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School CP - June 1997
USA Today, 6 June 1997
More educators sparing the rod
More than 470,000 public-school children were targets of corporal punishment from teachers, principals, coaches or bus drivers in 1994, a recent government study shows.
That's down 15% from 1992, but critics say the number of students paddled, slapped or swatted is still too high.
"I will not be satisfied until it's zero," says psychologist Robert Fathman, president of the National Coalition to Abolish Corporal Punishment in Schools, in Columbus, Ohio. He says some children are hit more than once and estimates that about 5,000 kids need medical care.
U.S. Department of Education statistics for the 1993-1994 school year, the latest year available, show that the use of corporal punishment on public-school children in grades kindergarten through 12 has declined steadily, with one-third the number of students hit in 1994 compared with 1984, when the total was 1,332,317.
Pressure from advocacy groups, fear of lawsuits and changing practices in child rearing are driving the change, says Fathman, who calls the practice barbaric.
But those who support corporal punishment say that when used wisely it's an effective means of discipline, which "in some public schools in this country has deteriorated to the point where students and teachers are endangered," says Alfred Sawyer, spokesman for Alabama Gov. Fob James. Shortly after James was elected in 1994, the state legislature passed a bill that protects teachers from being sued for administering corporal punishment.
Corporal punishment is illegal in every developed nation except the United States, Canada and one state in Australia, Fathman says.
Wind River News, Wyoming, 12 June 1997
Legislature ends session, millions in funding added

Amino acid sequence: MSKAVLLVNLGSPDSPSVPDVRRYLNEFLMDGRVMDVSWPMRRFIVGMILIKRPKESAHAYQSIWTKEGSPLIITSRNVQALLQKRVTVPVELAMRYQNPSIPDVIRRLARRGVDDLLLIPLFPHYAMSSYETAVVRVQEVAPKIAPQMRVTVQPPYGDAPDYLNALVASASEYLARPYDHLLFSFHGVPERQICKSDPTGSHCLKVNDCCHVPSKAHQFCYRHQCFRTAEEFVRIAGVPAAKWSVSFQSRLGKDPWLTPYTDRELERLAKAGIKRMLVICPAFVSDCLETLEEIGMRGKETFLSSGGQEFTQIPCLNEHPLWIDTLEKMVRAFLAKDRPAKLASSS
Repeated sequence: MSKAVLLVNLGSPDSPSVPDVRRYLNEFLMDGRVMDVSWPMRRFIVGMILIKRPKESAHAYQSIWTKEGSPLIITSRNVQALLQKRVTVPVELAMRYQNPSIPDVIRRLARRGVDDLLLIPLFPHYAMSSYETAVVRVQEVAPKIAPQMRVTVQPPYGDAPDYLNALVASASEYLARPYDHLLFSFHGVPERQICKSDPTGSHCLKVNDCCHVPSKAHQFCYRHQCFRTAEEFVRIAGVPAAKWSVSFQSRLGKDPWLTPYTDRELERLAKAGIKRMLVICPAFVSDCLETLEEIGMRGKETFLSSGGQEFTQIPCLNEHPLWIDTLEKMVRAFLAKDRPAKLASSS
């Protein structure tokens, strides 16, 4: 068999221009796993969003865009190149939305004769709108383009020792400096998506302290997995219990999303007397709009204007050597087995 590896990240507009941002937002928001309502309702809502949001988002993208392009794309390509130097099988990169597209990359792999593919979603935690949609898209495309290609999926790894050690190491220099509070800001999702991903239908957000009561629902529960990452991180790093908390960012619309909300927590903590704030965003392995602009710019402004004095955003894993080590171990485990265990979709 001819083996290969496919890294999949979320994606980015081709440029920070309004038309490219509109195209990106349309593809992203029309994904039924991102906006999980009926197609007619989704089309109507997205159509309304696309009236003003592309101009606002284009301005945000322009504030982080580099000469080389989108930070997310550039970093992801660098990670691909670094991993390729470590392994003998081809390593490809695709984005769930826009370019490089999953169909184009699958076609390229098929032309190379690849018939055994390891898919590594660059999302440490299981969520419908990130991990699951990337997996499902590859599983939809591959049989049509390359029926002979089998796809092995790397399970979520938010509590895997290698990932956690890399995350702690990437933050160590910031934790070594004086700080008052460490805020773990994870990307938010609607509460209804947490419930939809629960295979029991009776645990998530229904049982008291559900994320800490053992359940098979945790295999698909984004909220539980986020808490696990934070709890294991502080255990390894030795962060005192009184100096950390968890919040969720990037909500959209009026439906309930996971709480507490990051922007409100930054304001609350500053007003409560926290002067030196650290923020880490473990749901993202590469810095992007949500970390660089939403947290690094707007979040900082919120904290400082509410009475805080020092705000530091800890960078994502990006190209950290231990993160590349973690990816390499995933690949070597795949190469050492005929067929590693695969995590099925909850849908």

Wyoming lawmakers agreed on a bill during their special session last week that will make $50 million in additional funding available for state school districts.
According to District 33 State Representative Harry Tipton (R-Lander), who voted for the bill, each district will be allowed to levy an additional two mills and in turn receive a 50 percent match in funding from the state.
The bill will provide both civil and criminal immunity for teachers who choose to use corporal punishment on students when allowed by the school district.
According to Tipton, the bill allows each school district to establish a policy for corporal punishment providing defense if a teacher is charged with child abuse.
"I have no concept of why you would provide criminal immunity to teachers," said Case, who voted against the bill partly because of the handling of corporal punishment.
Log Cabin Democrat, Conway, Arkansas, 13 June 1997
No maltreatment in Guy paddlings, DHS finds
By Ray Sessions
GUY -- The state Department of Human Services found "no credible evidence of maltreatment" during its investigation of the paddling of two 15-year-old students, school Superintendent Donald Rowlett told school board members Thursday night.
A hearing had been conducted in May before the Guy-Perkins School District's Board of Education, in which the girls' grandfather asked the board to reevaluate the district's corporal punishment policy. The grandfather claimed that the girls were badly bruised and that a witness failed to stop the paddling when it became excessive.
At the hearing, Rowlett supported the teacher and administrator in question, saying that they followed the policy exactly as it is written and did nothing wrong. He was just as supportive at Thursday night's school board meeting.
"I could find no maltreatment in my own investigation of the incident," Rowlett said. "I would have been very disappointed if they (DHS officials) had concluded anything different."
After minimal discussion, the board decided that the corporal punishment policy will not be changed.
All board members were present.
Copyright 1997 The Log Cabin Democrat
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